Transfer of Ownership Law And Its Legal Definition By Rahul Hingmire
Ownership involves the absolute rights and legitimate claim to an object. Transfer of ownership is the means by which the ownership of a property is transferred from one hand to another. This includes the purchase of a property, assumption of mortgage debt, exchange of possession of a property or any other land trust device.
Essentials of Ownership
Upon analyzing the various definitions of ownership, the following essentials of ownership can be derived:
Indefinite user: The owner of a property has the liberty to make use of his property in whatever manner he pleases within the bounds of the law. There is a corresponding duty on others not to interfere with this right
Unrestricted Right of Disposition: The owner of a property may dispose of the property at his will. The only requirement is that he has good title to the property that he seeks to transfer.
Right to Possess: Ownership is a bundle of rights that includes the right to possess the thing that he owns.
Right to Exhaust: If the subject matter of ownership is of such a nature that it can be exhausted, the owner has the right to exhaust it as he pleases.
Residuary Character: The owner may selectively part with certain rights that form a part of this bundle of rights such as the right to occupation for a period of time, etc., however, that does not result in abrogation of his ownership.
Right to Destroy or Alienate: The owner of a property may destroy or alienate the property over which he has ownership rights.
Transfer of Property in Goods
The property in the goods is said to be transferred from the seller to the buyer when the latter acquires the proprietary rights over the goods and the obligations linked thereto. 'Property in Goods' which means the ownership of goods, is different from ' possession of goods' which means the physical custody or control of the goods.
The transfer of property in the goods from the seller to the buyer is the essence of a contract of sale. Therefore the moment when the property in goods passes from the seller to the buyer is significant for the following reasons:
Ownership -- The moment the property in goods passes, the seller ceases to be their owner and the buyer acquires the ownership. The buyer can exercise proprietary rights over the goods. For example, the buyer may sue the seller for non-delivery of the goods or when the seller has resold the goods, etc.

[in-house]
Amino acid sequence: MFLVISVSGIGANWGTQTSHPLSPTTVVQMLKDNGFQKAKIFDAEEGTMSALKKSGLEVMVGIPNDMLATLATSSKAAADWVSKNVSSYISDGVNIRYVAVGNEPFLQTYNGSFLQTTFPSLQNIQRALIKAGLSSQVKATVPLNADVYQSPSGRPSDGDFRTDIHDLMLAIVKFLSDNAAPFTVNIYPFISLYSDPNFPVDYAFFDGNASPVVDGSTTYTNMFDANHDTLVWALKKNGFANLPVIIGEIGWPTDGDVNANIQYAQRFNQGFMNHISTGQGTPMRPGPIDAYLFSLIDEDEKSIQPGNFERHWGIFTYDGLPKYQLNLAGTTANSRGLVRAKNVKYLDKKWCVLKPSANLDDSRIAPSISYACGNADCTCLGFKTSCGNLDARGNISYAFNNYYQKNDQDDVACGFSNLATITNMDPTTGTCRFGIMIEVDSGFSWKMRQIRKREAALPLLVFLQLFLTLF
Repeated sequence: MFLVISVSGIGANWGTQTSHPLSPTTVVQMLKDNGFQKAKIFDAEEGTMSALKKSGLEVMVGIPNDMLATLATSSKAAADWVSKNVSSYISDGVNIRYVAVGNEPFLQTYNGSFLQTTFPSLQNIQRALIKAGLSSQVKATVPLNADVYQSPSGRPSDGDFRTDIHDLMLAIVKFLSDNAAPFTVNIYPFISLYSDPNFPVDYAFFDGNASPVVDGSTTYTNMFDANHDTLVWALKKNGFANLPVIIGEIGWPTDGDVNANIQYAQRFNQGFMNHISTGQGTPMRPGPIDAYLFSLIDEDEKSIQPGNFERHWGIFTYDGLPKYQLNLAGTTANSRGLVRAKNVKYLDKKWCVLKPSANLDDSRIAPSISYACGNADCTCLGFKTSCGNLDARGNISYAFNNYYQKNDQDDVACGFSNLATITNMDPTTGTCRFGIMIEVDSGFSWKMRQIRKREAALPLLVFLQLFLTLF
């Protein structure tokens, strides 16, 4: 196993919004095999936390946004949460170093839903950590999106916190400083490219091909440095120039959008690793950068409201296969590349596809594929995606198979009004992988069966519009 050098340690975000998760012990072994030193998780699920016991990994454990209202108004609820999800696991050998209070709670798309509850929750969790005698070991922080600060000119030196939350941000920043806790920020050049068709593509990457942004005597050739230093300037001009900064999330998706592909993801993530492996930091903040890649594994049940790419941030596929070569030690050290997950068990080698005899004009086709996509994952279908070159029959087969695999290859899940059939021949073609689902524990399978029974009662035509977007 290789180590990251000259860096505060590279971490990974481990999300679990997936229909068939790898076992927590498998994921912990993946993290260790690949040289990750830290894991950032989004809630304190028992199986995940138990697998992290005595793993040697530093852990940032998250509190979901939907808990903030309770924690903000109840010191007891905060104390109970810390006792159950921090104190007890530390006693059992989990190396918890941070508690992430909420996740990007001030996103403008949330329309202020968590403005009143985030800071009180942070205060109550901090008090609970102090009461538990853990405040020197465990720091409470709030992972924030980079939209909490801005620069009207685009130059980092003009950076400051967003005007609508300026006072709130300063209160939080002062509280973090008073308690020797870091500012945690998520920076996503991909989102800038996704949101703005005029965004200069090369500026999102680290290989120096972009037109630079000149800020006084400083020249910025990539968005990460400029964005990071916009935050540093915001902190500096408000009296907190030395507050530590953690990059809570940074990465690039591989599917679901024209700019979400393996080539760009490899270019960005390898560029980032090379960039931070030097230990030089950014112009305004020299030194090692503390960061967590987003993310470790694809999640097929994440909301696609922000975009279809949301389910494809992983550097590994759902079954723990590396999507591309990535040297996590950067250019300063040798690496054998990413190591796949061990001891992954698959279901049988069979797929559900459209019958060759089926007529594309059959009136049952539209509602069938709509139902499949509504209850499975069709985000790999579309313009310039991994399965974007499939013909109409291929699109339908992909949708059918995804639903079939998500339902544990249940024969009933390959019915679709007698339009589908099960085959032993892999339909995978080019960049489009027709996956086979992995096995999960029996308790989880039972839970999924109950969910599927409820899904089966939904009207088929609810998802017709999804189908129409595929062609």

Risk follows ownership -- The general rule is that the risk follows the ownership, irrespective of whether the delivery has been made or not. If the goods are damaged or destroyed, the loss shall be borne by the person who was the owner of the goods at the time of damage or destruction. Thus the risk of loss prima facie is in the person in whom the property is.
Action Against Third parties -- When the goods are in any way damaged or destroyed by the action of third parties, it is only the owner of the goods who can take action against them.
Suit for Price - The seller can sue the buyer for the price unless otherwise agreed, only after the gods have become the property of the buyer.
Insolvency - In the event of insolvency of either the seller or the buyer, the question whether the goods can be taken over by the Official Receiver or Assignee, will depend on whether the property in goods is with the party who has become insolvent.
Essentials for Transfer of Property -- The two essentials requirements for the transfer of property in the goods are:
Goods must be ascertained: Unless the goods are ascertained, they (or the property therein) cannot pass from the seller to the buyer. Thus, where there is a contract for the sale of unascertained goods, no property in the goods is transferred to the buyer unless and until the goods are ascertained
Intention to pass Property in Goods must be there: In a sale of specific or ascertained goods the property in them is transferred to the buyer at such time as the parties to the contract intend it to be regard shall be had to the terms of the contract, the conduct of the parties and the circumstances of the case.
A Latin maxim says: ‘The Nemo dat quod non-habet.’ That is the basic principle of the transfer of title. Section 27 to 30 of the Sale of Goods Act, 1930 states laws on the transfer of title. The Latin maxim says that no one can give what they don’t have. Therefore, the property can be transferred on by whoever has good title to the property. In such cases, the buyer does not acquire a better title to the goods than the seller had, provided that the conduct of the owner precludes the authority of the seller to sell. There are exceptions to this rule as well. The difference between ownership and possession is also of significance. Ownership indicates having the title in the property which results in absolute rights and control while possession refers to mere physical control over the property. Transfer of possession in property does not always result in the transfer of ownership and title.
Transfer of Ownership Law and Legal Definition. (N.d.). Retrieved from https://definitions.uslegal.com/t/transfer-of-ownership/
Transfer of Property In Good. (N.d.). Retrieved From https://www.advocatekhoj.com/library/lawareas/saleofgoods/transfer.php?Title=Sale%20of%20Goods&STitle=Transfer%20of%20Pro